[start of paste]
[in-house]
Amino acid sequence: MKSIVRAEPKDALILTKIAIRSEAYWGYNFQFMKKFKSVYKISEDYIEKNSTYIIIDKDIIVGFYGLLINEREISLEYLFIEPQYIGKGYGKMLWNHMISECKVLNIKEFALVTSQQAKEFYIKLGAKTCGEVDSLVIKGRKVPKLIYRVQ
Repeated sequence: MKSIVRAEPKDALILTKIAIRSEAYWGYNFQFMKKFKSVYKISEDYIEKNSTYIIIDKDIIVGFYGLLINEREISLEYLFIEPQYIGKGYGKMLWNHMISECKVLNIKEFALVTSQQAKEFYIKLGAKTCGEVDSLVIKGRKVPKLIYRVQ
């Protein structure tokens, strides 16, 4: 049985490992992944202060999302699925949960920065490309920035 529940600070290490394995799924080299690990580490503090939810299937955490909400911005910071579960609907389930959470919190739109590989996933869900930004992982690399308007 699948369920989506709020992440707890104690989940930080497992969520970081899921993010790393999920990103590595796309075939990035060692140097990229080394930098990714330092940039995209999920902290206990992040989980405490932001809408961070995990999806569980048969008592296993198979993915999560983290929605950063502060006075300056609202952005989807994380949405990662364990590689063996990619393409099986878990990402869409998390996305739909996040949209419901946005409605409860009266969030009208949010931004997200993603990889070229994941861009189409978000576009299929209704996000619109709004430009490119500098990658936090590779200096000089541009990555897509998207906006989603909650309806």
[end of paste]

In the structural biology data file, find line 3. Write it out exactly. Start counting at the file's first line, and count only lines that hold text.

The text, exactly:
Repeated sequence: MKSIVRAEPKDALILTKIAIRSEAYWGYNFQFMKKFKSVYKISEDYIEKNSTYIIIDKDIIVGFYGLLINEREISLEYLFIEPQYIGKGYGKMLWNHMISECKVLNIKEFALVTSQQAKEFYIKLGAKTCGEVDSLVIKGRKVPKLIYRVQ